Ring up more sales with a telecoach
Sales managers lack the time to motivate staff

Laura Pratt, Financial Post
May 10, 2004

Salespeople no longer have time for week-long retreats with a sales coach. But there might be time to squeeze in a phone call en route to the next pitch.

More and more, the corporate world is coming around to the concept of telecoaching," where a sales coach shares wisdom with clients using telecommunication, rather than through a personal appearance.

There are many advantages to going this route, says Jerome Shore, an executive coach with The Coaching Clinic in Toronto. "Sales managers, whose primary role should be to drive and motivate the sales people they manage, don't have enough time to do what they did in the old days. They have their own sales targets and customer base, and there's too much bureaucracy to deal with." As a result, he says, appropriate coaching takes a back seat.

Mr. Shore says telecoaching is a possible solution. He has clients whom he has never met, and he predicts this will become increasingly common in coming years.

One reason is that telecoaching is a much more practical option. "A telephone coaching episode can go shorter or longer. There's no traffic, no highways, no makeup."

Coaching by phone is also more economical. With no travel time, a half an hour of coaching takes just a half an hour. A telephone call is also less formal. "If you've gone to the trouble of getting all dressed up and you see someone live only to discover that they haven't done anything since the last meeting, you're going to still feel compelled to fill in the full hour," Mr. Shore says. "On a telephone call, you can say, 'There's no reason to talk right now -- let's chat another time.' "

What's more, Mr. Shore has discovered that a telecoaching session can be a more intimate experience than consulting in person. "It's always nice to meet a person face-to-face, but once you've built the rapport, telecoaching can sometimes be more effective than live coaching, because a lot of things that can get in the way won't. Like body language: If you don't see the way a person is reacting, you don't back off. Sometimes, when you can't see the expression on a person's face, you can push them further. And that's a good thing."

Libby McCready, president of Toronto-based Front & Center Communications, says telecoaching also offers absolute confidentiality. "[Salespeople] have a private place to share their thoughts and create a concrete action plan to help them get past a challenge. So the fact that nobody else needs to know that they're feeling challenged is a great opportunity for them." Ms. McCready does almost all of her coaching by telephone.

Rob Nihill, president of Performance Associates International, says telecoaching is an integral part of the process at his Toronto-based sales-effectiveness training firm. Indeed, he says, it is what makes the company unique.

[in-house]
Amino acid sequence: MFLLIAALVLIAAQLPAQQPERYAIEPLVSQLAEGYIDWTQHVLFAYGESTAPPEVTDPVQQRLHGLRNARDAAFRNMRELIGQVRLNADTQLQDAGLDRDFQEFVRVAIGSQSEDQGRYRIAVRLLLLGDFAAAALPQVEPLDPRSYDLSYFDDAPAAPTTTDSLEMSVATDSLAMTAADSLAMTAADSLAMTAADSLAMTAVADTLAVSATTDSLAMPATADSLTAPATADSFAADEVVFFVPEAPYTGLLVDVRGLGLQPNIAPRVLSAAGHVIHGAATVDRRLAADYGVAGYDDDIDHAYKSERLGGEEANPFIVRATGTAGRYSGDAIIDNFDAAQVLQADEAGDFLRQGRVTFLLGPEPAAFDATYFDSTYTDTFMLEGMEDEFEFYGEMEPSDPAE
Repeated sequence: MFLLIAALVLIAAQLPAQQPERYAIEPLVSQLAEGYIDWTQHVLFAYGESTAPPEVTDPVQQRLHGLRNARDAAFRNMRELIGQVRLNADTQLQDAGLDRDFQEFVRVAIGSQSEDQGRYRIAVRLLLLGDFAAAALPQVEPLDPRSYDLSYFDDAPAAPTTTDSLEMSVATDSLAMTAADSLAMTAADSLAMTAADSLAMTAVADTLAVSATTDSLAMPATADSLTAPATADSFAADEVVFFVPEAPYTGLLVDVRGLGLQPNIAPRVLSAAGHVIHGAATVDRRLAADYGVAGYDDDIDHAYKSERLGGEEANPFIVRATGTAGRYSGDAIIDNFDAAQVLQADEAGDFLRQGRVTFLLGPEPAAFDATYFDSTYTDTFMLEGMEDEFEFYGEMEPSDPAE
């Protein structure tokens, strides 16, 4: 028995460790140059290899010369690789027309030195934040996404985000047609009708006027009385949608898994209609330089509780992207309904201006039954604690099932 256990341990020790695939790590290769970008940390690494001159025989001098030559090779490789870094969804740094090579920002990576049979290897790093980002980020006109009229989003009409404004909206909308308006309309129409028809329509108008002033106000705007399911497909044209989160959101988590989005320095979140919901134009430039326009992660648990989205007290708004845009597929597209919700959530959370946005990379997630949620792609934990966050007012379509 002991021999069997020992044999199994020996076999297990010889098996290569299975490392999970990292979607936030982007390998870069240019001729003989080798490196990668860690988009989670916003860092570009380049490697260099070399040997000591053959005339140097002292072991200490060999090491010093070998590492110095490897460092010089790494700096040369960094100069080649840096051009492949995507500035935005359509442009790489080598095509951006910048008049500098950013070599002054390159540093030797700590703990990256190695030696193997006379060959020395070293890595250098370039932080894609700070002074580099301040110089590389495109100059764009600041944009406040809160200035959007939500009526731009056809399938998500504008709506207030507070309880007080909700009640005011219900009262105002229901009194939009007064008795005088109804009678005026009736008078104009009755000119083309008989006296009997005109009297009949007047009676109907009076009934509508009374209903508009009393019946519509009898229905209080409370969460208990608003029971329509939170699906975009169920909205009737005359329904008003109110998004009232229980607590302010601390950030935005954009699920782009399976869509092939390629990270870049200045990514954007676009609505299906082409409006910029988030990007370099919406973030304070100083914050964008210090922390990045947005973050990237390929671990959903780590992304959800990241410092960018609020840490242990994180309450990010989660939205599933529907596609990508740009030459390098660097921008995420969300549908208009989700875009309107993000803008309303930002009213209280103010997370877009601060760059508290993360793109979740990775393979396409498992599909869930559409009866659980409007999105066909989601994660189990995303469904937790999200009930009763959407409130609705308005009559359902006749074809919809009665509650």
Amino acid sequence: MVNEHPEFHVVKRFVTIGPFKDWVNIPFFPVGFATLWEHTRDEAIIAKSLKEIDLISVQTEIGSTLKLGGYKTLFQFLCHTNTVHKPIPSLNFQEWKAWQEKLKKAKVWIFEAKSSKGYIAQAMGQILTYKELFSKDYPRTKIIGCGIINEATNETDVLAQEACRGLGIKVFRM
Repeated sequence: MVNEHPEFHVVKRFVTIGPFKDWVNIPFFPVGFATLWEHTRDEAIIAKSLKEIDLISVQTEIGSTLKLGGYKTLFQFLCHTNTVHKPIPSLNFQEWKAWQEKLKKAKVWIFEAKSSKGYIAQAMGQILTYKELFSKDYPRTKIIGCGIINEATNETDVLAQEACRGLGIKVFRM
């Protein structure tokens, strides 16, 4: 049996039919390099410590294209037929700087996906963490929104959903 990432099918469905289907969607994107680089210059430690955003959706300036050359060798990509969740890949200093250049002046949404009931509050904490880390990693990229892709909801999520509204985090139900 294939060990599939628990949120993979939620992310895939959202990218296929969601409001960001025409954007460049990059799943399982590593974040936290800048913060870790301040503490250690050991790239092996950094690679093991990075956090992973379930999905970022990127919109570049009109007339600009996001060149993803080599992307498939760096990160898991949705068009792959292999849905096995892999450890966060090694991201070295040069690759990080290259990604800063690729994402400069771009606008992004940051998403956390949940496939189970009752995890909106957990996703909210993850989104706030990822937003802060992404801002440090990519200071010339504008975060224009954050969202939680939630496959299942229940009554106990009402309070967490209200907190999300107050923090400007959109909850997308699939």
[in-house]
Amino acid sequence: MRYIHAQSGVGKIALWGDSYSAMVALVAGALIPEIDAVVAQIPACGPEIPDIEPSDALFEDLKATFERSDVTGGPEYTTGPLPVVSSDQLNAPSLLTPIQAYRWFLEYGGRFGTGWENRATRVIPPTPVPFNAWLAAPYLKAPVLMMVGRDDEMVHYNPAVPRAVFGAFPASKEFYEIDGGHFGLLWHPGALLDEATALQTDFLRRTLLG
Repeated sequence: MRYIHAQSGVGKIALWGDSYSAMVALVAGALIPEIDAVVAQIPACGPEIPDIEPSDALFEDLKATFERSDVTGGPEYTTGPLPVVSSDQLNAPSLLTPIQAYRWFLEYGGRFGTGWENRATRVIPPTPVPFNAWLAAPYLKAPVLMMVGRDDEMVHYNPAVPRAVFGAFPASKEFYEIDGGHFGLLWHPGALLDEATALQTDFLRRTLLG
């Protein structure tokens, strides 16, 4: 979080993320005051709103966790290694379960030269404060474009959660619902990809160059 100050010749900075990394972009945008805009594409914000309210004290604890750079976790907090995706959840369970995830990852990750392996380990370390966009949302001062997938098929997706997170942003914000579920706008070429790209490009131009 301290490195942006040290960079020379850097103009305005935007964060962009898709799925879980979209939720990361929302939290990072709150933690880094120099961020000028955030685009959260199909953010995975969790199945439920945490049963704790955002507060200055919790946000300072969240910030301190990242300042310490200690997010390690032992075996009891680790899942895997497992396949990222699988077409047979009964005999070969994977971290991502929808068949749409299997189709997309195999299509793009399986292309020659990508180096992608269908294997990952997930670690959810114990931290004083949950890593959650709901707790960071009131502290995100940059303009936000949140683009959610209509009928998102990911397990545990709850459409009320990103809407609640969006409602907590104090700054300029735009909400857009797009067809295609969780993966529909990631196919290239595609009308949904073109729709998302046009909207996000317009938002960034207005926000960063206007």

"With most training, you bring people in for two days, heal them and send them forth into the world. We say, 'Let's take one aspect of your selling, such as how to find new customers. Then, before you leave, you must commit to a very measurable activity, like promising to call 20 new prospects in the next week.' "

A week or two later, a PAI coach will engage the participants, a half dozen at a time, in a telecoaching call to check in on their progress. Over the course of the half-hour or 45-minute-long call, the coach walks through each salesperson's commitments and asks them to reflect on their how they did.

"Some people say, 'I had an unbelievable success, and here's what happened.' Others say, 'That's a great idea. I'm going to try it myself.' Or, 'It didn't work at all. Honestly, I didn't make the calls I said I would.' The coach brings them back on track and creates possibility for them because they've become resigned and cynical."

As they are leaving the call, the coach asks each salesperson to make a commitment for the period before the next call.

Mr. Nihill says the system works on many levels. "Salespeople not only compete against the competition, but when they know they're going to come on a call and share how they did with others, there's a natural competition going on between them, and it really ups the ante of their performance."

On top of that, the telephone call promises recognition for a job well done. "With this [telecoaching] approach, they come in, and the people who are already good at building prospects, identifying needs, whatever, get to share their secrets, and everybody says, 'Ooh. Thank you.' Salespeople love recognition. And they're learning from some of the other people in the room, as well."

It seems to work. A car dealership conglomerate whose 16 salespeople have been telecoached by Mr. Nihill for three years increased their sales by an average of 21% in one year. In another case, a group of 12 junior insurance representatives increased their income by 22% during the eight-month period they worked with PAI.